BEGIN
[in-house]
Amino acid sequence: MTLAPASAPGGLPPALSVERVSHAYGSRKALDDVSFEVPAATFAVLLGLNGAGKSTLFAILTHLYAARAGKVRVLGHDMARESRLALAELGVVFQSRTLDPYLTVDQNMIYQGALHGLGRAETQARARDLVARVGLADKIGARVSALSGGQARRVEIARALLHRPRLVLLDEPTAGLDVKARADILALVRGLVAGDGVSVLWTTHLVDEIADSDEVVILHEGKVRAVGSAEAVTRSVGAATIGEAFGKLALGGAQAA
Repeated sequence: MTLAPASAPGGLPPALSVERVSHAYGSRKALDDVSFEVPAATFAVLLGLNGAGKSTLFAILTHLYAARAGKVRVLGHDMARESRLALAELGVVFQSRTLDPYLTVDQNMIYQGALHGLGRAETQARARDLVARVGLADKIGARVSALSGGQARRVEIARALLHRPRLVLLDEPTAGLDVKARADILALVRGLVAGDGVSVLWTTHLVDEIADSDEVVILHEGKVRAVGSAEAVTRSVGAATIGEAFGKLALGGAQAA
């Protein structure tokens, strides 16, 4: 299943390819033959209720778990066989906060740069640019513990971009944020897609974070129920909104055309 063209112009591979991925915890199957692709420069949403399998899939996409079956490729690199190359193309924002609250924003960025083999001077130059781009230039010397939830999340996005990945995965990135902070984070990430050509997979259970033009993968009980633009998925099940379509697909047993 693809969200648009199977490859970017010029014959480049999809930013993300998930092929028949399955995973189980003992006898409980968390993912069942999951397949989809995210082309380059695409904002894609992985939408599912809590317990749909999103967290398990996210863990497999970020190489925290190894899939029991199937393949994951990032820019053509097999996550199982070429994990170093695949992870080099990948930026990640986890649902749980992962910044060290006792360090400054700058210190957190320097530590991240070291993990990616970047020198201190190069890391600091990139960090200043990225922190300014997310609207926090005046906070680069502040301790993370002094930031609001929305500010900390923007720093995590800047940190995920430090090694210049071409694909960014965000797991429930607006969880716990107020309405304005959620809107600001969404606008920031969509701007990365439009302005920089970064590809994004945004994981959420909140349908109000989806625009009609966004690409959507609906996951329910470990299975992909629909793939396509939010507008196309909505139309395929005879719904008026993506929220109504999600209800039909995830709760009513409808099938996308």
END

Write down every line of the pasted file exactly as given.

[in-house]
Amino acid sequence: MTLAPASAPGGLPPALSVERVSHAYGSRKALDDVSFEVPAATFAVLLGLNGAGKSTLFAILTHLYAARAGKVRVLGHDMARESRLALAELGVVFQSRTLDPYLTVDQNMIYQGALHGLGRAETQARARDLVARVGLADKIGARVSALSGGQARRVEIARALLHRPRLVLLDEPTAGLDVKARADILALVRGLVAGDGVSVLWTTHLVDEIADSDEVVILHEGKVRAVGSAEAVTRSVGAATIGEAFGKLALGGAQAA
Repeated sequence: MTLAPASAPGGLPPALSVERVSHAYGSRKALDDVSFEVPAATFAVLLGLNGAGKSTLFAILTHLYAARAGKVRVLGHDMARESRLALAELGVVFQSRTLDPYLTVDQNMIYQGALHGLGRAETQARARDLVARVGLADKIGARVSALSGGQARRVEIARALLHRPRLVLLDEPTAGLDVKARADILALVRGLVAGDGVSVLWTTHLVDEIADSDEVVILHEGKVRAVGSAEAVTRSVGAATIGEAFGKLALGGAQAA
């Protein structure tokens, strides 16, 4: 299943390819033959209720778990066989906060740069640019513990971009944020897609974070129920909104055309 063209112009591979991925915890199957692709420069949403399998899939996409079956490729690199190359193309924002609250924003960025083999001077130059781009230039010397939830999340996005990945995965990135902070984070990430050509997979259970033009993968009980633009998925099940379509697909047993 693809969200648009199977490859970017010029014959480049999809930013993300998930092929028949399955995973189980003992006898409980968390993912069942999951397949989809995210082309380059695409904002894609992985939408599912809590317990749909999103967290398990996210863990497999970020190489925290190894899939029991199937393949994951990032820019053509097999996550199982070429994990170093695949992870080099990948930026990640986890649902749980992962910044060290006792360090400054700058210190957190320097530590991240070291993990990616970047020198201190190069890391600091990139960090200043990225922190300014997310609207926090005046906070680069502040301790993370002094930031609001929305500010900390923007720093995590800047940190995920430090090694210049071409694909960014965000797991429930607006969880716990107020309405304005959620809107600001969404606008920031969509701007990365439009302005920089970064590809994004945004994981959420909140349908109000989806625009009609966004690409959507609906996951329910470990299975992909629909793939396509939010507008196309909505139309395929005879719904008026993506929220109504999600209800039909995830709760009513409808099938996308």